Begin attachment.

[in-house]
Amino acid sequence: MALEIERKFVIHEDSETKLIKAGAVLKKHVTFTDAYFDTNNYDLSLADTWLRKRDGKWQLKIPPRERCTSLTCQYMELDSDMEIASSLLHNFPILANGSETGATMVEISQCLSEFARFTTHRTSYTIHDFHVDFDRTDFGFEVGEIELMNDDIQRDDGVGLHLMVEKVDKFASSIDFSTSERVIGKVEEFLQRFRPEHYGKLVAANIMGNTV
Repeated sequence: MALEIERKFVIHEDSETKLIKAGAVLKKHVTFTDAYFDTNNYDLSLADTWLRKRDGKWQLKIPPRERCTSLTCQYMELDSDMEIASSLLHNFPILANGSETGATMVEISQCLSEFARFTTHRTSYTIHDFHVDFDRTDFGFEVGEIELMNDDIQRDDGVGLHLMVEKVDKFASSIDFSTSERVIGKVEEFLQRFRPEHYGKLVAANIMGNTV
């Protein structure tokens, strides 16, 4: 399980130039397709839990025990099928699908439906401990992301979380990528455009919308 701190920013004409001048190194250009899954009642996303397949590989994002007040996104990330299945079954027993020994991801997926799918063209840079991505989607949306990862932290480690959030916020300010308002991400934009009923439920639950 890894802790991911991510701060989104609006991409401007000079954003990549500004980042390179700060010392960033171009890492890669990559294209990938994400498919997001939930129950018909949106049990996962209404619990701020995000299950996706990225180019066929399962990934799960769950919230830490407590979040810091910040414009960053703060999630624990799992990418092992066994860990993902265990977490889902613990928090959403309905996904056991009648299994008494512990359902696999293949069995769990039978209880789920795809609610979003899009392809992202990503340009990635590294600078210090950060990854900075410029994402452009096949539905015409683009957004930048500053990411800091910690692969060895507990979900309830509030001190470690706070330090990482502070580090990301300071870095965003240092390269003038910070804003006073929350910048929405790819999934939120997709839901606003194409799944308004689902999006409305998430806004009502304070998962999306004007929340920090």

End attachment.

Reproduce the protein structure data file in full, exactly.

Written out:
[in-house]
Amino acid sequence: MALEIERKFVIHEDSETKLIKAGAVLKKHVTFTDAYFDTNNYDLSLADTWLRKRDGKWQLKIPPRERCTSLTCQYMELDSDMEIASSLLHNFPILANGSETGATMVEISQCLSEFARFTTHRTSYTIHDFHVDFDRTDFGFEVGEIELMNDDIQRDDGVGLHLMVEKVDKFASSIDFSTSERVIGKVEEFLQRFRPEHYGKLVAANIMGNTV
Repeated sequence: MALEIERKFVIHEDSETKLIKAGAVLKKHVTFTDAYFDTNNYDLSLADTWLRKRDGKWQLKIPPRERCTSLTCQYMELDSDMEIASSLLHNFPILANGSETGATMVEISQCLSEFARFTTHRTSYTIHDFHVDFDRTDFGFEVGEIELMNDDIQRDDGVGLHLMVEKVDKFASSIDFSTSERVIGKVEEFLQRFRPEHYGKLVAANIMGNTV
């Protein structure tokens, strides 16, 4: 399980130039397709839990025990099928699908439906401990992301979380990528455009919308 701190920013004409001048190194250009899954009642996303397949590989994002007040996104990330299945079954027993020994991801997926799918063209840079991505989607949306990862932290480690959030916020300010308002991400934009009923439920639950 890894802790991911991510701060989104609006991409401007000079954003990549500004980042390179700060010392960033171009890492890669990559294209990938994400498919997001939930129950018909949106049990996962209404619990701020995000299950996706990225180019066929399962990934799960769950919230830490407590979040810091910040414009960053703060999630624990799992990418092992066994860990993902265990977490889902613990928090959403309905996904056991009648299994008494512990359902696999293949069995769990039978209880789920795809609610979003899009392809992202990503340009990635590294600078210090950060990854900075410029994402452009096949539905015409683009957004930048500053990411800091910690692969060895507990979900309830509030001190470690706070330090990482502070580090990301300071870095965003240092390269003038910070804003006073929350910048929405790819999934939120997709839901606003194409799944308004689902999006409305998430806004009502304070998962999306004007929340920090």